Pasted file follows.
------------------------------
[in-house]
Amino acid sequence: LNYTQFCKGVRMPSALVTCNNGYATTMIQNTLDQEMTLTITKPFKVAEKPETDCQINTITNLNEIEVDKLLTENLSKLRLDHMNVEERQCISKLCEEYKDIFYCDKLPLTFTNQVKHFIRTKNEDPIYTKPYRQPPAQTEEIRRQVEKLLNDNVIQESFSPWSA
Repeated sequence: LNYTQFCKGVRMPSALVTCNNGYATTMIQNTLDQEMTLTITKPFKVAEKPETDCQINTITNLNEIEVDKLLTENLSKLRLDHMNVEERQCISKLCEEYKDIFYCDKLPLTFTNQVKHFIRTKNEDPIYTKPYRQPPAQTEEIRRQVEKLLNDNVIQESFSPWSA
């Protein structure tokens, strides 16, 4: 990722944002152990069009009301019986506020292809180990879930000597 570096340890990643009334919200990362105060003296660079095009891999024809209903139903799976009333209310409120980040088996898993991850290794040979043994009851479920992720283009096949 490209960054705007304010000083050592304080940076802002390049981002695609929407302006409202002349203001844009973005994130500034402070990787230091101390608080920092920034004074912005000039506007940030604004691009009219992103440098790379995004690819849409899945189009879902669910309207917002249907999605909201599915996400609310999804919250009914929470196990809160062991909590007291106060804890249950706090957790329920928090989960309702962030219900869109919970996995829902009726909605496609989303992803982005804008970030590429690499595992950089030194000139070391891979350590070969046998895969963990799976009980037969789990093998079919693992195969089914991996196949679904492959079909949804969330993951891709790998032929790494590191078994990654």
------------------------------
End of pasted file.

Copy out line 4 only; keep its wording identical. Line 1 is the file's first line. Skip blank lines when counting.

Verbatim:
């Protein structure tokens, strides 16, 4: 990722944002152990069009009301019986506020292809180990879930000597 570096340890990643009334919200990362105060003296660079095009891999024809209903139903799976009333209310409120980040088996898993991850290794040979043994009851479920992720283009096949 490209960054705007304010000083050592304080940076802002390049981002695609929407302006409202002349203001844009973005994130500034402070990787230091101390608080920092920034004074912005000039506007940030604004691009009219992103440098790379995004690819849409899945189009879902669910309207917002249907999605909201599915996400609310999804919250009914929470196990809160062991909590007291106060804890249950706090957790329920928090989960309702962030219900869109919970996995829902009726909605496609989303992803982005804008970030590429690499595992950089030194000139070391891979350590070969046998895969963990799976009980037969789990093998079919693992195969089914991996196949679904492959079909949804969330993951891709790998032929790494590191078994990654």